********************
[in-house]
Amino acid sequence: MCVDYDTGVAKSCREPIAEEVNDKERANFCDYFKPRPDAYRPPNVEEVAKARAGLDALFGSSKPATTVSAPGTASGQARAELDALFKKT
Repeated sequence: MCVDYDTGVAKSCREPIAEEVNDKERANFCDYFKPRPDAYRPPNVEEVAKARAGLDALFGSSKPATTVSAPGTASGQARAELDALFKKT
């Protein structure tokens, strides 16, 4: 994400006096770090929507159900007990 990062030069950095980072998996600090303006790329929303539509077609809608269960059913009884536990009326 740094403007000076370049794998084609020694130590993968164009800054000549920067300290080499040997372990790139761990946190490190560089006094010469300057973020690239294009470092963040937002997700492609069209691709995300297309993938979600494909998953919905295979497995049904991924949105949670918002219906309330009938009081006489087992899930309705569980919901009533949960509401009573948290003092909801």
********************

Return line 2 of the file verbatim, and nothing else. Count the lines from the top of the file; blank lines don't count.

Amino acid sequence: MCVDYDTGVAKSCREPIAEEVNDKERANFCDYFKPRPDAYRPPNVEEVAKARAGLDALFGSSKPATTVSAPGTASGQARAELDALFKKT